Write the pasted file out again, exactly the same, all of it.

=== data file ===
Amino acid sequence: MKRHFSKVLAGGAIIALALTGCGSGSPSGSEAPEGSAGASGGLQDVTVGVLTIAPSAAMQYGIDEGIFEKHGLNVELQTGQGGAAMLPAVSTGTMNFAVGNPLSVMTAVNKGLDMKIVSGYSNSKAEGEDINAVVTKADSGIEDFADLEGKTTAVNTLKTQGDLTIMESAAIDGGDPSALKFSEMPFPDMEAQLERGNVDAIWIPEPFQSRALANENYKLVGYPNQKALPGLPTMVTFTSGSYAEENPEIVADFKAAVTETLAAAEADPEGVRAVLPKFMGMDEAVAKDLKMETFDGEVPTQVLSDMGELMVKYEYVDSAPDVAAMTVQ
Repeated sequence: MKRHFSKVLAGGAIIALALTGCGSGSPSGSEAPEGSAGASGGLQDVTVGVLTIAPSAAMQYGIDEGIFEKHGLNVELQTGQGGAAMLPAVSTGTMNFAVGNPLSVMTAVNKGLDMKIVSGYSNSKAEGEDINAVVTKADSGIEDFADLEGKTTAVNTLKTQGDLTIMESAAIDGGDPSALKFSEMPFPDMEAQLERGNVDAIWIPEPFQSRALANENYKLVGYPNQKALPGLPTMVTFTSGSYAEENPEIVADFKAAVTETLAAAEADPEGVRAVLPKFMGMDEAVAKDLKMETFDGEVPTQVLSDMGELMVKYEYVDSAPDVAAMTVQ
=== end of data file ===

Amino acid sequence: MKRHFSKVLAGGAIIALALTGCGSGSPSGSEAPEGSAGASGGLQDVTVGVLTIAPSAAMQYGIDEGIFEKHGLNVELQTGQGGAAMLPAVSTGTMNFAVGNPLSVMTAVNKGLDMKIVSGYSNSKAEGEDINAVVTKADSGIEDFADLEGKTTAVNTLKTQGDLTIMESAAIDGGDPSALKFSEMPFPDMEAQLERGNVDAIWIPEPFQSRALANENYKLVGYPNQKALPGLPTMVTFTSGSYAEENPEIVADFKAAVTETLAAAEADPEGVRAVLPKFMGMDEAVAKDLKMETFDGEVPTQVLSDMGELMVKYEYVDSAPDVAAMTVQ
Repeated sequence: MKRHFSKVLAGGAIIALALTGCGSGSPSGSEAPEGSAGASGGLQDVTVGVLTIAPSAAMQYGIDEGIFEKHGLNVELQTGQGGAAMLPAVSTGTMNFAVGNPLSVMTAVNKGLDMKIVSGYSNSKAEGEDINAVVTKADSGIEDFADLEGKTTAVNTLKTQGDLTIMESAAIDGGDPSALKFSEMPFPDMEAQLERGNVDAIWIPEPFQSRALANENYKLVGYPNQKALPGLPTMVTFTSGSYAEENPEIVADFKAAVTETLAAAEADPEGVRAVLPKFMGMDEAVAKDLKMETFDGEVPTQVLSDMGELMVKYEYVDSAPDVAAMTVQ